Future Opportunities in Regional and Global Seismic Network Monitoring and Science

Science Center Objects

The past decade has seen improvements in computational efficiency, seismic data coverage, and communication technology - driven by societal expectation for timely, accurate information. While aspects of earthquake research have taken advantage of this evolution, the adoption of improvements in earthquake monitoring has not been fully leveraged. In real-time monitoring, earthquakes are character...

The past decade has seen improvements in computational efficiency, seismic data coverage, and communication technology - driven by societal expectation for timely, accurate information. While aspects of earthquake research have taken advantage of this evolution, the adoption of improvements in earthquake monitoring has not been fully leveraged. In real-time monitoring, earthquakes are characterized in a vacuum, without building upon our knowledge of past events. New data types may help characterize earthquakes more quickly and accurately. New opportunities exist for rapidly communicating information. With these advances, global seismic monitoring can improve the quality and timeliness of information shared with the public. While we recognize change is necessary, few mechanisms have been available to facilitate such a metamorphosis.



We propose a Powell Center Working Group that tackles these issues by establishing the priorities for future global monitoring efforts, and beginning the implementation of these goals. Perhaps more importantly, we will also build upon the involvement of key earthquake monitoring agencies to improve communication and coordination between these groups, facilitating a lasting and truly global impact to this effort.



Figure: The global distribution of earthquakes, 1900-present, as documented in the USGS/ANSS Comprehensive Earthquake Catalog. Earthquakes are sized by magnitude, and colored according to their depth (white = shallow, black = deep).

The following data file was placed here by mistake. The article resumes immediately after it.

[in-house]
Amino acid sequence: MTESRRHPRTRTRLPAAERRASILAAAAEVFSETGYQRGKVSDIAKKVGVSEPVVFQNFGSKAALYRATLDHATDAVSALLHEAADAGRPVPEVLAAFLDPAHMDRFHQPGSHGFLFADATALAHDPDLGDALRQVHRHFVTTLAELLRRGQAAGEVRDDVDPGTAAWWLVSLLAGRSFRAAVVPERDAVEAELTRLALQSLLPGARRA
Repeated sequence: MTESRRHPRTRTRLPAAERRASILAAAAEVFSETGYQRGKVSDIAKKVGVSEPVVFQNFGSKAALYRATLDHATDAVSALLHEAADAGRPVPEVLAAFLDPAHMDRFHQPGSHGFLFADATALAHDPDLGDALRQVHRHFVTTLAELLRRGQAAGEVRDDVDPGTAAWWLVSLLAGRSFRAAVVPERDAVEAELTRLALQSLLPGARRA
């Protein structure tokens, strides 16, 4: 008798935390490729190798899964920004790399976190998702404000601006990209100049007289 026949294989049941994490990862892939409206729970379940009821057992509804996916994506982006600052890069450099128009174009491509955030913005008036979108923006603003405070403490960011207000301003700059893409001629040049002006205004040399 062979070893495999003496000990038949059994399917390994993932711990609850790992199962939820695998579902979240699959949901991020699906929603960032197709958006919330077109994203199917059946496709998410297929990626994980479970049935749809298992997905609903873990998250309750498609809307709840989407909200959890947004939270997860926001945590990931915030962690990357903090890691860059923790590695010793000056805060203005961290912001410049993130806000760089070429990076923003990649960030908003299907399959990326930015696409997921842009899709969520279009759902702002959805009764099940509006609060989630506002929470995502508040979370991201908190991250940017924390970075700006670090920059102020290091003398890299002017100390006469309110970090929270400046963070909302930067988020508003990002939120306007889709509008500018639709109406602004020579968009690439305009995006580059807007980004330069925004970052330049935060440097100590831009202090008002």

Principal Investigator(s):

Gavin Hayes (USGS - Geologic Hazards Team)

Paul S Earle (USGS - Geologic Hazards Team)

Harley M Benz (USGS - Geologic Hazards Team)

David J Wald (USGS - Geologic Hazards Team)



Publications:





Participants:

Kate Allstadt (USGS)

Mike Angove (NOAA)

Sergio Barrientos (Centro Sismológico Nacional, Universidad de Chile)

Greg Beroza (Stanford University)

Glenn Biasi (USGS)

Rémy Bossu (European-Mediterranean Seismological Centre (EMSC))

Xyoli Perez-Campos (Servicio Sismológico Nacional (SSN), Mexico)

Elizabeth Cochran (USGS)

Keiji Doi (Japan Meteorological Agency)

Kevin Furlong (Penn State)

Ken Gledhill (GNS New Zealand)

Michelle Guy (USGS)

Florian Haslinger (Swiss Seismological Service, ETH Zurich)

Lynda Lastowka (USGS)

Thorne Lay (UC Santa cruz)

Sophia Liu (USGS)

Tim Melbourne (Central Washington University)

Anne Meltzer (Lehigh University)

Alberto Michelini (National Institute of Geophysics and Volcanology (INGV))

Meredith Nettles (Colombia University)

Kristine Pankow (U Utah University)

Jascha Polet (Cal Poly Pomona)

Stephanie Prejean (USGS)

Mark Simons (NASA)

Frederik Tilmann (GFZ German Research Center for Geosciences)

Martin Vallée (IPGP, Paris University)

Antonio Villasenor (Institute of Earth Sciences Jaume Almera, CSIC, Barcelona)

Greg Wagner (AFTAC)

William Walter (Lawrence Livermore National Lab)

William Yeck (USGS)